This is an exciting time for menswear, whether you're designing it, buying it, or admiring it.
On July 13, New York will at last join the other fashion capitals in hosting a men's fashion week of its own
for the first time. This isn't surprising. Market research has shown menswear outpacing womenswear in terms of growth year-on-year since 2009, and that millennial men are more interested in fashion than previous generations. But let's talk about the clothes.
For those who believe there's more to style than a suit that fits, a new generation of designers is presenting a varied and unconventional vision of what menswear can be, bringing off-beat design from the fringes to the center with the support of the industry at large. These designers further a legacy of anti-establishment design that has been around for decades, enhancing the menswear tradition while challenging it with work that could be called avant-garde or, depending on your tastes, bizarre. In any case, they're never boring.
So what's the thinking behind these highly conceptual visions of men's dress and, perhaps more importantly, how do you convince the modern man to buy into it? CNN brought the question to godfather of avant-garde Yohji Yamamoto
, New York standard-bearer Thom Browne
, and celebrated London newcomers Agape "Agi" Mdumulla and Sam Cotton of Agi & Sam
1/7 – Style Perspective: Yohji Yamamoto
Seventy-one-year-old Japanese designer Yohji Yamamoto has had a place at the vanguard since he debuted in Paris in 1981. Along with his menswear line, he heads his own womenswear line and Y-3, an ongoing fashion collaboration with Adidas. Credit:
Courtesy Elise Toïdé
Menswear has to be fun. Some sort of meaningless excitement. Something you could laugh about, something you could appreciate without any specific cultural background, or knowledge. Being stylish and good looking isn't enough. Some sense of humor, some kind of self-derision seems crucial.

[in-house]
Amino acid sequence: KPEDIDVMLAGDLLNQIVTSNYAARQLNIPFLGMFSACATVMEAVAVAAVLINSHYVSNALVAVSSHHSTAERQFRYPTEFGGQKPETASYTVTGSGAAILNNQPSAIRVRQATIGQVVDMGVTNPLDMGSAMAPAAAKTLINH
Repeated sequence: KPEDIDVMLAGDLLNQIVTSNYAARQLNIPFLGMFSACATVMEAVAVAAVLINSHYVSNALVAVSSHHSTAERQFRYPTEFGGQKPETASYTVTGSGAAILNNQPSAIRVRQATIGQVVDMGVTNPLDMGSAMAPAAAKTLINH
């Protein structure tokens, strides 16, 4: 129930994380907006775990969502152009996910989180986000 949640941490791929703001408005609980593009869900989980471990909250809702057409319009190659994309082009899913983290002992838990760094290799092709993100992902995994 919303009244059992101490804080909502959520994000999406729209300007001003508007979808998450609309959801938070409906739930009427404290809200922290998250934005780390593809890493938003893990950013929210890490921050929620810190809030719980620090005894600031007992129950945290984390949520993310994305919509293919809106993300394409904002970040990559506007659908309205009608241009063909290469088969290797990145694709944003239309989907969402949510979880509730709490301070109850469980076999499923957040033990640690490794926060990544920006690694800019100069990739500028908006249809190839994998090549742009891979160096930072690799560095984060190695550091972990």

Each collection is just a milestone in my career. I am not targeting to achieve something within a few seasons. I have decided to walk on the wild side of the street, a very narrow path where I do not care about trends. I love to make motion and action of the fabric on the body. I'm interested in the cutting process of creation.
In every collection I need to be excited about new shapes, otherwise I can't create. Every time I make a show I have the feeling that I've made a mistake, so I have to do it again!
I have decided to walk on the wild side of street, a very narrow path where I do not care about trends.
I simply cannot stand people's tendency to become conservative. I don't know if the term avant-garde is still relevant because it seems that it has itself become so common in fashion. It sounds almost pretentious now. But I still believe in the essence of that spirit; to voice opposition to established values.
But I also believe that the only way to oppose something, or to find something of your own is to start your journey by taking the long road of tradition. So I always tend to include a certain sense of authenticity in my clothing, even in the most conceptual pieces I make. It is a delicate balance indeed.
I need to be audacious enough to create something original, but also need to make sure that there's a sense of practicality, substance and wearability.
As I said, a charming man always has something clunky, clumsy. The kind of situation where the more you try to get serious, the more you can't hold your laugh. Just like Bruce Willis in Die Hard who finds himself in such a desperate situation that he ends up laughing about himself. When I see too fashionable people, I think something is wrong with them, so I always ask them "Are you ok?" (Laughs) I feel we're somehow cultivating this kind of image in men's fashion today.
1/6 – Style Perspective: Thom Browne
New York designer Thom Browne is charged with making the shrunken suit a men's style requisite, and putting on theatrical shows worthy of Alexander McQueen. After starting his own line in 2001, he branched into womenswear in 2003. He's been creative director of Moncler Gamme Bleu since 2008. Credit: